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Movie review: X Men – Days of Future Past

Here is a film that not only underlines how "humanity has always feared someone different from it".

Rating: 2.5 out of 5
Written by Shalini Langer | New Delhi | Updated: May 23, 2014 6:39 pm
X Men – Days of Future Past review. X Men – Days of Future Past review.

Director: Bryan Singer
Cast: Hugh Jackman, Michael Fassbender, James McAvoy, Jennifer Lawrence, Nicholas Hoult, Ellen Page, Ian McKellen, Patrick Stewart, Peter Dinklage
The Indian Express rating: **1/2

As Bryan Singer fights allegations of sexual assault against him by two men, his return X-Men film could go either way against him. Singer has sought to address the charges by talking about sexuality being a complex thing, and here is a film that not only underlines how “humanity has always feared someone different from it” but also conceptualises a friendship between two men that is borderline sexual.

And the fact is that the friendship between Charles aka Professor Xavier (McAvoy) and Eric aka Magneto (Fassbender) is the best thing about X-Men: Days of Future Past. As the two fascinating and physically distinct actors collide and collude, their scenes bristle with tension and bitterness, evoking a past and hinting at a future.

Singer, who set off the X-Men franchise to commercial and critical success with his first two films in the line (X-Men and X2; there have been four more), knows well enough to let them be. Jackman’s Logan/Wolverine takes a backseat, and even Jennifer Lawrence’s Raven/Mystique (making her first X-Men appearance) despite the actress being such a force of nature in her roles.

The characters from the original X-Men film trilogy join up with their younger selves from X-Men: First Class in the film. Days of Future Past begins with the mutants coming into serious attack sometime in the desolate years ahead. It is only Kitty Pryde’s (Page) powers to transport consciousness backwards and forwards that helps save some of them. Between her, Xavier, Magneto and Wolverine, it is decided that with the government attacks on them increasing and getting deadlier, the only way ahead is for Wolverine to go into the past and change history. Specifically, he is to meet up with Xavier and Magneto’s younger selves (Charles and Eric, respectively) in 1973, to get them to stop their friend Raven, who is about to kill a celebrated scientist publicly, thus bringing the war upon mutants.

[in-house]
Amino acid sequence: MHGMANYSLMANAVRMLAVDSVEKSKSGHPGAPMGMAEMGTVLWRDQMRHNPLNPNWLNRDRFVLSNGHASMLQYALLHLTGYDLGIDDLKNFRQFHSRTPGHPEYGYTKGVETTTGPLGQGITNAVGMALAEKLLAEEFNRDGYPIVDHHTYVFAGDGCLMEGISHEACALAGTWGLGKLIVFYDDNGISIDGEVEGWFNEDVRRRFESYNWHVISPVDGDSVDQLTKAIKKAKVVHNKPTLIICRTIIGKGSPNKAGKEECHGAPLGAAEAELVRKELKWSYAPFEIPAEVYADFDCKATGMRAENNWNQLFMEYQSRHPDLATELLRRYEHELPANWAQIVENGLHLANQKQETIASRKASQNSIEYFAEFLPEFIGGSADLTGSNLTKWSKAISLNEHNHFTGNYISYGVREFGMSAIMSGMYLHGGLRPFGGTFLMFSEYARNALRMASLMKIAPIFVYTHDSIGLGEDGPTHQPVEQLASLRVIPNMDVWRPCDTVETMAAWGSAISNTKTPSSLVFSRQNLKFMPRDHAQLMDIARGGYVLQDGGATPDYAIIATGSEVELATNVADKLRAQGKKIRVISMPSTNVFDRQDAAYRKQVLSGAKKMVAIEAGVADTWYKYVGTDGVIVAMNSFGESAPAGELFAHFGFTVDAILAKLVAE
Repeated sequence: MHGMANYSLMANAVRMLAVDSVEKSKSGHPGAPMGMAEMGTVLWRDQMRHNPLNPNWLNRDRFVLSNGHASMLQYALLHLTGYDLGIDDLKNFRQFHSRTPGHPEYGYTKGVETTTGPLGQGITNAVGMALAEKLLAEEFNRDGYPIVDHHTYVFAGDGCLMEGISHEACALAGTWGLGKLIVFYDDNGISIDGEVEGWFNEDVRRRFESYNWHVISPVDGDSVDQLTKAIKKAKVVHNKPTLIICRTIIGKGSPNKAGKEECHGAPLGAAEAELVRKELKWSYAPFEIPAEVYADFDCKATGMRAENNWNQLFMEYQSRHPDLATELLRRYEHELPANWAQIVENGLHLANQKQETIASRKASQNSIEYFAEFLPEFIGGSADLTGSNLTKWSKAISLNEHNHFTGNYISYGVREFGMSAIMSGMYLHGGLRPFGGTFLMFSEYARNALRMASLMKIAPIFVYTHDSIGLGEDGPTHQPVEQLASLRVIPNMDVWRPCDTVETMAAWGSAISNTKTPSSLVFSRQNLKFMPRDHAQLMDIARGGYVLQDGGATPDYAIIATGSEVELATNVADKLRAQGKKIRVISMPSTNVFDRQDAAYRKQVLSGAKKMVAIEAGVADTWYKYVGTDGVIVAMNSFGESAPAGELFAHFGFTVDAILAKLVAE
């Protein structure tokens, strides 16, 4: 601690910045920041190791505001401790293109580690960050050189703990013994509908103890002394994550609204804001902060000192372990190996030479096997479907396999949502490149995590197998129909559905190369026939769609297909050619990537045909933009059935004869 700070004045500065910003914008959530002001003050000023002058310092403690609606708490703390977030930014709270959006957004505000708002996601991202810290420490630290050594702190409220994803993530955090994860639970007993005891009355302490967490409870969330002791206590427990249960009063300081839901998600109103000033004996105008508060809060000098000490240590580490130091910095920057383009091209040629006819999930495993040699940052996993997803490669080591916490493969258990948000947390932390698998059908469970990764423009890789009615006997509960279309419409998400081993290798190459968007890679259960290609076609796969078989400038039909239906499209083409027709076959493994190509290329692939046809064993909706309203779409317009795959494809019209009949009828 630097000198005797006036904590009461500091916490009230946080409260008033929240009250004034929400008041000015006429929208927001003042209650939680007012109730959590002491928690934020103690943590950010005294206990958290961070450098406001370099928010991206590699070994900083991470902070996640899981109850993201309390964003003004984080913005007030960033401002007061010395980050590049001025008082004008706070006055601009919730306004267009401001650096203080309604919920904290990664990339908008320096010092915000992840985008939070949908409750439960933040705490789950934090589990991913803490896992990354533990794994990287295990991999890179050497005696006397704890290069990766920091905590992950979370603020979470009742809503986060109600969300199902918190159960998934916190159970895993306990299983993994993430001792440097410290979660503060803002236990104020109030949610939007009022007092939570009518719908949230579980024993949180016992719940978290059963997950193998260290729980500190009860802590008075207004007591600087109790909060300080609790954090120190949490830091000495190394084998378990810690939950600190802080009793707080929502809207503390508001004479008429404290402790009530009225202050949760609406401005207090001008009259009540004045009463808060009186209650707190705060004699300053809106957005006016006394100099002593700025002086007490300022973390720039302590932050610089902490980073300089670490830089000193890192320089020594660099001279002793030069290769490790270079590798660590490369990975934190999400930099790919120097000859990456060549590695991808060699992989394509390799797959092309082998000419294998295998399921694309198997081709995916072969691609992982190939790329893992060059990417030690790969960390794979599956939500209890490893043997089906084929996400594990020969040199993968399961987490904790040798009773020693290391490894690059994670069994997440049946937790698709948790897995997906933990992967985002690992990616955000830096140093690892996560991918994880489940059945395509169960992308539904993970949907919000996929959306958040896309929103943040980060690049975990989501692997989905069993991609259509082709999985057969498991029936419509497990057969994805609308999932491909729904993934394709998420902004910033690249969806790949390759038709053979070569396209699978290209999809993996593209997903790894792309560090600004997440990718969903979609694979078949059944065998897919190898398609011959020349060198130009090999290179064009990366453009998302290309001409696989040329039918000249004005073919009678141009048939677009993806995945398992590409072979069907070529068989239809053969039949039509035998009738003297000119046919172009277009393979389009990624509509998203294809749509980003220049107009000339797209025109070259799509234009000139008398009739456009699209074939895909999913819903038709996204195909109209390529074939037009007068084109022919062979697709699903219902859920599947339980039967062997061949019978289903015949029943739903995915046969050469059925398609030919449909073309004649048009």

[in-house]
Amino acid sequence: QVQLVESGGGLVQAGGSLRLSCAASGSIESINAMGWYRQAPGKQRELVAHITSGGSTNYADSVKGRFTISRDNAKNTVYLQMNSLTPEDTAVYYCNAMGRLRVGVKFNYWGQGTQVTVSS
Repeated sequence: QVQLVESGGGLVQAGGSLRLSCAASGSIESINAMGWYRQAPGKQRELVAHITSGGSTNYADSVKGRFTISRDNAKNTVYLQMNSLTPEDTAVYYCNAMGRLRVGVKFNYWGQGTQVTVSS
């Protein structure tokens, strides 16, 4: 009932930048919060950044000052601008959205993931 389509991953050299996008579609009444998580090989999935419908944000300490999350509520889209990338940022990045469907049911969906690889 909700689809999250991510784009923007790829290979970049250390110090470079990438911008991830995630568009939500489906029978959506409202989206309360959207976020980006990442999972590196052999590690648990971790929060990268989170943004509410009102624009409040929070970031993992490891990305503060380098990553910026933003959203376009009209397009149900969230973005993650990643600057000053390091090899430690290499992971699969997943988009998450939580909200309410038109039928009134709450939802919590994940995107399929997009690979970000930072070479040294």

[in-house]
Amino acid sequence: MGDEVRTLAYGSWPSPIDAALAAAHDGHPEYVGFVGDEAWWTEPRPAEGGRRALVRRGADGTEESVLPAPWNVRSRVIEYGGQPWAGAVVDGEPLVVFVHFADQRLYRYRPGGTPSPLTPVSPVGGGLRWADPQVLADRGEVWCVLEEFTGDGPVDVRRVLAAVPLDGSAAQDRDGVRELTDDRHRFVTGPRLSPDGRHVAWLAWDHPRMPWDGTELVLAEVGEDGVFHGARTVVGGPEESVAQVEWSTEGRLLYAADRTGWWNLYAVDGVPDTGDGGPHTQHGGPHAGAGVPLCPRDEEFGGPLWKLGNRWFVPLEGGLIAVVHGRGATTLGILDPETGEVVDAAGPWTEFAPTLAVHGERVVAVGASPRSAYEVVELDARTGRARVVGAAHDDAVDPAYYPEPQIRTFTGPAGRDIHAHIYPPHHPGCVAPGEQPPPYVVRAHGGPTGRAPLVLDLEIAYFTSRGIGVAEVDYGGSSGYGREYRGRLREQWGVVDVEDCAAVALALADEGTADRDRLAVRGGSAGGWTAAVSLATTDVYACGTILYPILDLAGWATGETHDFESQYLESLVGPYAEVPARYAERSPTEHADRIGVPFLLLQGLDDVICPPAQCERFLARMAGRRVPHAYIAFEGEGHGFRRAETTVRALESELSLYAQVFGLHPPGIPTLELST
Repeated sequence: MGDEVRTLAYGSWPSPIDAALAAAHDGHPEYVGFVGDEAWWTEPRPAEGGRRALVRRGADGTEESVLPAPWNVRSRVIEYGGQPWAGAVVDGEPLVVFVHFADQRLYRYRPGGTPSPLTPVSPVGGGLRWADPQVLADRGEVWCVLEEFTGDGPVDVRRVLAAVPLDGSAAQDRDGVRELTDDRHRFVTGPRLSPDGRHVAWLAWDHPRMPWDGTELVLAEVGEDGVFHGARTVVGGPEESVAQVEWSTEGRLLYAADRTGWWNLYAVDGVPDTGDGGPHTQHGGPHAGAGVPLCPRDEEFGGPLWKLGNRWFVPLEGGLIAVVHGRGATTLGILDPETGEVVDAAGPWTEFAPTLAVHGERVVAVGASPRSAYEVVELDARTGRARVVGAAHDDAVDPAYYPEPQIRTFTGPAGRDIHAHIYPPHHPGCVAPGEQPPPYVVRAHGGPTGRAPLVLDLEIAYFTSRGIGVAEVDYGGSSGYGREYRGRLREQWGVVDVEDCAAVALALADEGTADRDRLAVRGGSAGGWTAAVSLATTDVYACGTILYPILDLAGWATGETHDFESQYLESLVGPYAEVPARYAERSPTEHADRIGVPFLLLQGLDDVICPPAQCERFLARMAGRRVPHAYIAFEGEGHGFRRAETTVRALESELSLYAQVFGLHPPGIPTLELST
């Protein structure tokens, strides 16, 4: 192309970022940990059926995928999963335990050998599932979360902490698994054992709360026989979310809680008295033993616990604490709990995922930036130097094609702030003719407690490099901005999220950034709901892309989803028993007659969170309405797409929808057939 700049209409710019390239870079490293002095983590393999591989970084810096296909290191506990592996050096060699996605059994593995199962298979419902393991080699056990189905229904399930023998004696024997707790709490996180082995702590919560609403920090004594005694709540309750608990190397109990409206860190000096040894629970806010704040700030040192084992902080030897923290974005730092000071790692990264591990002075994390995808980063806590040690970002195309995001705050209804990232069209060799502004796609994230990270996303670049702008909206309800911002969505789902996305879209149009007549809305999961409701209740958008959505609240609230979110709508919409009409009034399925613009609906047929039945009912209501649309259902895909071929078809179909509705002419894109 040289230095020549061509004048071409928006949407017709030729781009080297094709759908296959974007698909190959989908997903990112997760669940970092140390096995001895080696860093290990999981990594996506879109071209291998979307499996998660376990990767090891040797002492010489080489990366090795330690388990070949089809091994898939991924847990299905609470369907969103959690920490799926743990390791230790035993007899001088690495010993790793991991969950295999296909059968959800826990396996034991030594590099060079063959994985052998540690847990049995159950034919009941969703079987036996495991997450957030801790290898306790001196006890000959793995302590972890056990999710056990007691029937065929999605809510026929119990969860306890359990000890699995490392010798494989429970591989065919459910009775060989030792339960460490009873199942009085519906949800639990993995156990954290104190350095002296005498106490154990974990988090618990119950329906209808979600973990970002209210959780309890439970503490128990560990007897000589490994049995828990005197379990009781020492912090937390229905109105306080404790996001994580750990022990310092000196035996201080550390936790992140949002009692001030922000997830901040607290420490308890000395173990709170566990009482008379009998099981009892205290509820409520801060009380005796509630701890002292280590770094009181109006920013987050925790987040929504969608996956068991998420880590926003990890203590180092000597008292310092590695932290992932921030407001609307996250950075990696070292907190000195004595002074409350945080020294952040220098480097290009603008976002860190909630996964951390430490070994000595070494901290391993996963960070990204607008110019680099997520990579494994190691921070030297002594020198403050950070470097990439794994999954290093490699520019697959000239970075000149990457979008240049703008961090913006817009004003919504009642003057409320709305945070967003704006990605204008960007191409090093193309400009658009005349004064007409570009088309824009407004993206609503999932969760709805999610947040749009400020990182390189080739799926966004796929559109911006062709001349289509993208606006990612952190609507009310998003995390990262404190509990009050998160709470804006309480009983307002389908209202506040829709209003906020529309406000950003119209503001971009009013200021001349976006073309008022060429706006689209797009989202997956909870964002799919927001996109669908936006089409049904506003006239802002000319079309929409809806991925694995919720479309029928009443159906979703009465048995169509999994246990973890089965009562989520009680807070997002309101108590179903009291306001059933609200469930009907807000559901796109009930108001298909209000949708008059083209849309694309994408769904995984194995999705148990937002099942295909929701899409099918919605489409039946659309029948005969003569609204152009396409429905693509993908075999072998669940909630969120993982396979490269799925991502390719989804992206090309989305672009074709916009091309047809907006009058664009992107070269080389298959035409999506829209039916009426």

The scientist Trask (an anagram for Stark, just in case you missed that) is played to good effect by Dinklage, who conveys the evil mind at work behind his mild, polite, bespectacled manners. He has been experimenting on mutants to generate the perfect weapon and America’s embarrassing retreat from Vietnam provides the perfect push to get a foot into the White House, where Trask finds a receptive audience in a nervous Nixon. Incidentally, Nixon isn’t the only US president to be caught up in this mutant story, but the involvement of the other one is too priceless to throw it away here.

However, while Singer gets the acting part down pat, the film itself is a lumbering, nearly 140-minute hulk that can’t keep up the pace it tries to set for itself as well as the ambitiousness of time travel. There are flashes of near virtuosity, especially the too-brief appearance of the mutant Quicksilver (Evan Peters), who moves at blistering speed — the scene filmed in the kitchen of the Pentagon (they do eat there) is audacious — and then long stretches of portentous and often repetitive dialogue. The 3D though is efficient and not overdone.

Quite like its name, Days of Future Past may just be that — about interesting enough to keep dipping into the pool, but not good enough to not see in it reflected glory.

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